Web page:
You can also use perceptual maps to decide whether to go ahead with a potential product, as you can see whether it has a clear, distinct and valuable market position. And you can use the tool to develop new products, launch new brands, or find new target markets, based on gaps that you've identified on your map.
Most perceptual maps are simple, two-dimensional graphs that compare two criteria. However, some software products allow you to create more complex, multi-dimensional maps, with a number of different attributes.
How to Use the Tool
Follow the steps below to use the perceptual mapping tool.
Step 1: Determine What You Want to Measure
Before you create your map, it's important to understand the attributes that your target customers use to make a purchasing decision, so that you can measure what's important to them. You need to understand the questions that they ask – sometimes subconsciously – when they compare your product with your competitors' offerings.
For instance, if you manufacture a food product, your customers might compare attributes such as flavor, quality or price. When your customers make a purchase, they might also use more emotional triggers, such as "fun" or "self-indulgent."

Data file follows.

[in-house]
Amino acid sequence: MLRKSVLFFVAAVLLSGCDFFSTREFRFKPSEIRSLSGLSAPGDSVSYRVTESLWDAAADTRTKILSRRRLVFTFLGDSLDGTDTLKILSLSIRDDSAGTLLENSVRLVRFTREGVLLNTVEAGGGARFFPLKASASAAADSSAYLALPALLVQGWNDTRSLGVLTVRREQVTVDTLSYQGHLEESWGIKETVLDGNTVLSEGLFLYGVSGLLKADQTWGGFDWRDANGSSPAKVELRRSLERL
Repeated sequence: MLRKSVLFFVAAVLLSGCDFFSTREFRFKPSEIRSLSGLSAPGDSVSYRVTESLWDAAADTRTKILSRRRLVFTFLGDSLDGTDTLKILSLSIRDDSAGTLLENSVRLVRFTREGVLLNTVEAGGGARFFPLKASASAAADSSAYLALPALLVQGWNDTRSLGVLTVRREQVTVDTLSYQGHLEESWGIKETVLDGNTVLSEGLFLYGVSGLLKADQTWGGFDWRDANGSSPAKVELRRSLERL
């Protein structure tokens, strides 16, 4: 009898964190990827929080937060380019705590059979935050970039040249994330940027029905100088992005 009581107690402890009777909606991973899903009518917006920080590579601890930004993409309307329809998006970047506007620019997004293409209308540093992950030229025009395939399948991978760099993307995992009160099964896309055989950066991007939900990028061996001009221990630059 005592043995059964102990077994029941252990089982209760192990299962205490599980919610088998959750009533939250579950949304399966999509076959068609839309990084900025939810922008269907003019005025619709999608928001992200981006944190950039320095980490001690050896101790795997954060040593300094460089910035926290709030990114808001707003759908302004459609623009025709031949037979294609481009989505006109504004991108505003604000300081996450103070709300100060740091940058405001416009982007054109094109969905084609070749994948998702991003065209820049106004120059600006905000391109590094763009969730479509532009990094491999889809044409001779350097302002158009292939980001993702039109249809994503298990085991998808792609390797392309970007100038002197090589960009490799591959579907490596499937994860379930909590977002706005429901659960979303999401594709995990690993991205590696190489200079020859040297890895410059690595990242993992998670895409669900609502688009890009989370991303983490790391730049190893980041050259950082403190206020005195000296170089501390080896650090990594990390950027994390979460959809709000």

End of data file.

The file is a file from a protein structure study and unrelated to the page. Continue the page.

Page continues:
Then, decide which dimensions you want to represent on your map. For instance, if you sell espresso makers, you might decide to measure how usable people perceive them to be, and whether they see them as "attractive" or "unattractive."
Step 2: Survey Your Customers
Next, you need to find out how your product and how competing products rank on the dimensions that you decided to measure.
The simplest way to do this is to use a survey to ask your customers to rate the products. Ask them to score your product and other products, based on your pre-chosen dimensions, with a number between, say, -5 and +5.
For example, you might ask, "How would you rate our espresso maker for usability on a scale of -5 to +5, with -5 being extremely unusable and +5 being extremely usable?" and, "How would you rate our espresso maker for 'attractiveness,' with -5 being unattractive and +5 being extremely attractive?"
You can then ask these same questions for each of your competitors' espresso makers.